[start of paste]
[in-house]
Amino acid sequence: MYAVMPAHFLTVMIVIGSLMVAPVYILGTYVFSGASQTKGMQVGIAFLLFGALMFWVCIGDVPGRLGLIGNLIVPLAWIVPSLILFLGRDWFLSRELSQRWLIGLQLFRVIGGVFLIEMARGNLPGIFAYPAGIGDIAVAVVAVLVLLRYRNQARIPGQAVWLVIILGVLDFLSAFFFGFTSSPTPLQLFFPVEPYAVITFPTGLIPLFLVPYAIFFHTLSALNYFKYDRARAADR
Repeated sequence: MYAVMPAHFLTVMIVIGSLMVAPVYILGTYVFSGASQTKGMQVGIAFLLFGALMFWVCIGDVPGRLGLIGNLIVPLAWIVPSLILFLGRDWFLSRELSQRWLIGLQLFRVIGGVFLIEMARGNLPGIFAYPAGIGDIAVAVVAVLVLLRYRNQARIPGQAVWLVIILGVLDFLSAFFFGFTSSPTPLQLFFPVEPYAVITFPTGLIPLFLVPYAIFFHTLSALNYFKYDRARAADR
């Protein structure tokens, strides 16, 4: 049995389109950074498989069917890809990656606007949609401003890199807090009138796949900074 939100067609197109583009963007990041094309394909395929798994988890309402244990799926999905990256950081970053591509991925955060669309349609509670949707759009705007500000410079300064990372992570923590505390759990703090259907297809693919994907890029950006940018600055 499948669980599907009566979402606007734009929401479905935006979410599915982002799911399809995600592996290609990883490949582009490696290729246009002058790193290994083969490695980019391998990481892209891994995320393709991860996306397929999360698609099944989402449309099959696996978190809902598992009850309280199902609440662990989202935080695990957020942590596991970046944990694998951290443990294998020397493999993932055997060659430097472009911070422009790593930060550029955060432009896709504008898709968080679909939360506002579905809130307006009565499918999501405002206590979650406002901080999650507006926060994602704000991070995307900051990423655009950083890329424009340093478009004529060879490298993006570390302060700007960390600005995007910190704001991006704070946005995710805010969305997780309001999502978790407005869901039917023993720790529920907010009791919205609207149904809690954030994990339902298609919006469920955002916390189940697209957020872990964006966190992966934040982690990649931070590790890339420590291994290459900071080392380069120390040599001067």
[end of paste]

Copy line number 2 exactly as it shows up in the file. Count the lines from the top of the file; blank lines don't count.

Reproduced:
Amino acid sequence: MYAVMPAHFLTVMIVIGSLMVAPVYILGTYVFSGASQTKGMQVGIAFLLFGALMFWVCIGDVPGRLGLIGNLIVPLAWIVPSLILFLGRDWFLSRELSQRWLIGLQLFRVIGGVFLIEMARGNLPGIFAYPAGIGDIAVAVVAVLVLLRYRNQARIPGQAVWLVIILGVLDFLSAFFFGFTSSPTPLQLFFPVEPYAVITFPTGLIPLFLVPYAIFFHTLSALNYFKYDRARAADR